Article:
SACRAMENTO -- A Central Valley Indian tribe has earned the right to build a new casino with 2,000 slot machines near the city of Madera, thanks to a bill signed by Gov. Jerry Brown on Wednesday.
Brown's action permits the North Fork Rancheria of Mono Indians to proceed with the controversial casino, ending a fight that divided Democrats and Republicans in Sacramento and could reshape the future of gambling in California.
The deal was made possible through a rare federal approval process that allowed the tribe to build on land it has just recently acquired. Federal law stipulates that typically casinos can be built only on lands recognized as belonging to tribes before 1988, the year the federal government officially sanctioned tribal gambling.
The exception made for North Fork angered other neighboring and large casino-owning tribes around the state who said the North Fork were "reservation shopping." The new location's proximity to a major state highway and the city of Madera also touched off concerns about the encroachment of Indian casinos into urban areas.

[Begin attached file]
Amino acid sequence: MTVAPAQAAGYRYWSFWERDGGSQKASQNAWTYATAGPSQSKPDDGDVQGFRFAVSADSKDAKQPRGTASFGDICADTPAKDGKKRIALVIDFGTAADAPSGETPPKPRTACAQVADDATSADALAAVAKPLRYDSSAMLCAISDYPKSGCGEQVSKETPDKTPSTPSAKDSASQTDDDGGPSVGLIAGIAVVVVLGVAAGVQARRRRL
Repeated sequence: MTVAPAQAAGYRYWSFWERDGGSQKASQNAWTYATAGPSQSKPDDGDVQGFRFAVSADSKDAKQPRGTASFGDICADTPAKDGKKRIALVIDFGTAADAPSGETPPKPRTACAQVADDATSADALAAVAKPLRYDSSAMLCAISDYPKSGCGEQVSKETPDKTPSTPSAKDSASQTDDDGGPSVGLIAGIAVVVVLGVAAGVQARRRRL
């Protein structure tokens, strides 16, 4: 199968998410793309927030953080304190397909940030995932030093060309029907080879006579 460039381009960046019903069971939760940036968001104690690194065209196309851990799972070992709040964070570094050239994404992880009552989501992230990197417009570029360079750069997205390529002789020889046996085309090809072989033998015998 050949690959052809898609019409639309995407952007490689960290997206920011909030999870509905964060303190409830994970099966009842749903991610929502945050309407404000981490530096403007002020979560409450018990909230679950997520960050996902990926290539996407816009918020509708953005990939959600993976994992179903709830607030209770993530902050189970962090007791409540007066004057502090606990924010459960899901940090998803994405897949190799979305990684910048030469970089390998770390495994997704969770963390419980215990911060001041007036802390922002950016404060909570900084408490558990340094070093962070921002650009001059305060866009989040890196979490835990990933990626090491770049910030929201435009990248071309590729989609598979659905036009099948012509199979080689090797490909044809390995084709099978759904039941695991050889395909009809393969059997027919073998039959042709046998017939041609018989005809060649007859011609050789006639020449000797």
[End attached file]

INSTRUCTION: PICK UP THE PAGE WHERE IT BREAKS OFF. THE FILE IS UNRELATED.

Brown also signed a measure expanding work furlough programs offered in county jails to nonviolent felons assigned there rather than prison as part of state efforts to reduce the prison population. AB 752 by Assemblyman Reginald Jones-Sawyer (D-Los Angeles) is supported by the California Attorneys for Criminal Justice and Chief Probation Officers of California. It expands a furlough program currently only allowed for those convicted of misdemeanors, nonpayment of fines and contempt.
The California District Attorneys Assn. opposed the bill as a "further attempt to blur the line between persons sentenced to county jail after a felony conviction because of realignment and misdemeanants sentenced to county jail."